UAE: Islamists on trial over Muslim Brotherhood claims
Thirty Islamists have gone on trial at a state security court in the UAE, accused of illegally setting up a branch of the Muslim Brotherhood.
The 20 Egyptians and 10 Emiratis are also charged with stealing secrets from the security services and collecting donations without permission.
The defendants deny all the charges and allege they were tortured in detention.
In July, another 69 Islamists were found guilty of attempting to overthrow the country's political system.
They were sentenced to prison terms of up to 10 years.
Several of those convicted are among the 10 Emiratis who went on trial at a state security court in Abu Dhabi on Tuesday, including the human rights defender and lawyer Dr Mohamed al-Mansoori.
Among the 20 Egyptian defendants are three medical doctors, including Ali Ahmed and Mohammed Abdul Monem. Six of the Egyptians are being tried in absentia.
The defendants are said to be linked to an Emirati Islamist political society, al-Islah, which prosecutors assert is a branch of the Egypt-based Muslim Brotherhood.
Al-Islah says it favours peaceful reform and denies ties to the Brotherhood, which is outlawed in the Gulf state.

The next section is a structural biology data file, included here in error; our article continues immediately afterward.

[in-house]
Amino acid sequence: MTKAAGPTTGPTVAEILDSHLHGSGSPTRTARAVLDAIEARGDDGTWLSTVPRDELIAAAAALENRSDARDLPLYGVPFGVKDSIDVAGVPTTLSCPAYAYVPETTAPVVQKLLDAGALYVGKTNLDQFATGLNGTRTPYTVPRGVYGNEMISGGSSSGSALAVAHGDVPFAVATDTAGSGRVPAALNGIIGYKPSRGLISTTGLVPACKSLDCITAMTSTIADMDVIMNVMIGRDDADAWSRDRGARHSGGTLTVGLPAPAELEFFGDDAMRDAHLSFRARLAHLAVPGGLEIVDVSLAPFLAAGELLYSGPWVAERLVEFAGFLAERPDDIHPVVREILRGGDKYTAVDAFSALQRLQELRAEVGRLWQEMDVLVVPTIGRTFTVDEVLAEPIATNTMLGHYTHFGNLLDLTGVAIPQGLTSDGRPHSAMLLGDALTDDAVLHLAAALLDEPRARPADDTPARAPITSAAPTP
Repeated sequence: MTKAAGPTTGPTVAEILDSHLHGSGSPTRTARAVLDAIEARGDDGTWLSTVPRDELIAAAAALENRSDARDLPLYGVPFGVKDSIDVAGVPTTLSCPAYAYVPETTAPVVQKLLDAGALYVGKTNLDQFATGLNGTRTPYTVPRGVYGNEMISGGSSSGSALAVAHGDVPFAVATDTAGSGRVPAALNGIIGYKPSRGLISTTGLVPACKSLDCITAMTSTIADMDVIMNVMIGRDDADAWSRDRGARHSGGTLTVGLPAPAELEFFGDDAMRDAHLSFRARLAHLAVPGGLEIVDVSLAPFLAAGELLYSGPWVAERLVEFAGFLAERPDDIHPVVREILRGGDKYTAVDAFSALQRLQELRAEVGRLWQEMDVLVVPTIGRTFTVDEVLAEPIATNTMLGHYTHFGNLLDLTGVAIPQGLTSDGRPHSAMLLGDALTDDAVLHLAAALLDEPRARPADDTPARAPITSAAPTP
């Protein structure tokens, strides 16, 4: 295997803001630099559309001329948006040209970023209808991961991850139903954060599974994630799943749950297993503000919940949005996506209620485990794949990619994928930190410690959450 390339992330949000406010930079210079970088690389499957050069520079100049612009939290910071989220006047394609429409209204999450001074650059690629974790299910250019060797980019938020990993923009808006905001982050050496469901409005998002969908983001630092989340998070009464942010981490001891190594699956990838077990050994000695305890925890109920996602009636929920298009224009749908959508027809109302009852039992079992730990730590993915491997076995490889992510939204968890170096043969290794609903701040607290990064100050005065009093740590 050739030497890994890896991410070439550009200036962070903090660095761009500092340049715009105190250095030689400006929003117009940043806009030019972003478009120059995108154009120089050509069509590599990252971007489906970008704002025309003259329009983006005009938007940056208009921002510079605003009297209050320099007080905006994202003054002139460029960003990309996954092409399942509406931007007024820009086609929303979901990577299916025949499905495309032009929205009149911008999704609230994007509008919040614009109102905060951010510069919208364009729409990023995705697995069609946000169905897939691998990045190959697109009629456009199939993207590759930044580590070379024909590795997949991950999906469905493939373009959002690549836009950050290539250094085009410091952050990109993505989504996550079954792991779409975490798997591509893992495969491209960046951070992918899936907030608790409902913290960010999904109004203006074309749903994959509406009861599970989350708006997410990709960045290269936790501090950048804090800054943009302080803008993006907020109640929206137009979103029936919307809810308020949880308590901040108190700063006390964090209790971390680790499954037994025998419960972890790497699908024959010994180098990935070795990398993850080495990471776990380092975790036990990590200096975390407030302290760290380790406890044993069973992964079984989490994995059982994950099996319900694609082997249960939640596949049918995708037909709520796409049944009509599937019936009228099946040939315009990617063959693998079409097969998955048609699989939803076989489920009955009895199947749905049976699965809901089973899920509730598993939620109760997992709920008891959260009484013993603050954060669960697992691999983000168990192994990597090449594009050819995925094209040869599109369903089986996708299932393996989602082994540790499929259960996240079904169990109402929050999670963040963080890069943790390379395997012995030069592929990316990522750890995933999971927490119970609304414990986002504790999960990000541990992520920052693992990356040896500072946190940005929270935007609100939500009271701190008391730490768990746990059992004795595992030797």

Like many of those convicted in July, the defendants say the UAE authorities subjected them to torture in detention and denied them access to legal assistance for many months.
At the trial, the judge appointed a three-member medical committee to carry out tests on some defendants to help investigate their claims of abuses, the state news agency WAM reported. Proceedings were then adjourned until 12 November.
The UK-based Emirates Centre for Human Rights had earlier complained that the authorities had failed to investigate or acknowledge what it called the "credible" allegations of torture.
"The fear is that this is another trial where defendants are being tried solely for their political beliefs," said its director, Rori Donaghy.
On Monday, Human Rights Watch warned that July's court judgement raised serious concerns about the new trail and called into question the ability of the UAE's judicial system to uphold basic rights of free speech and peaceful association.
The US-based group said the only evidence that suggested any intention by the 69 to overthrow the government had been an alleged confession by one defendant, who subsequently denied all charges in court.
"The court's judgment exposes the rank injustice of the convictions," said Joe Stork, HRW's deputy Middle East director. "Aside from one apparently coerced confession, the judgment describes a political society advocating social justice through peaceful political reform."
The rise of the Brotherhood in Egypt after the 2011 revolution alarmed most Gulf Arab states, including the UAE. After the Egyptian military ousted President Mohammed Morsi, a member of the Islamist movement, the UAE provided the interim government with $3bn of financial support.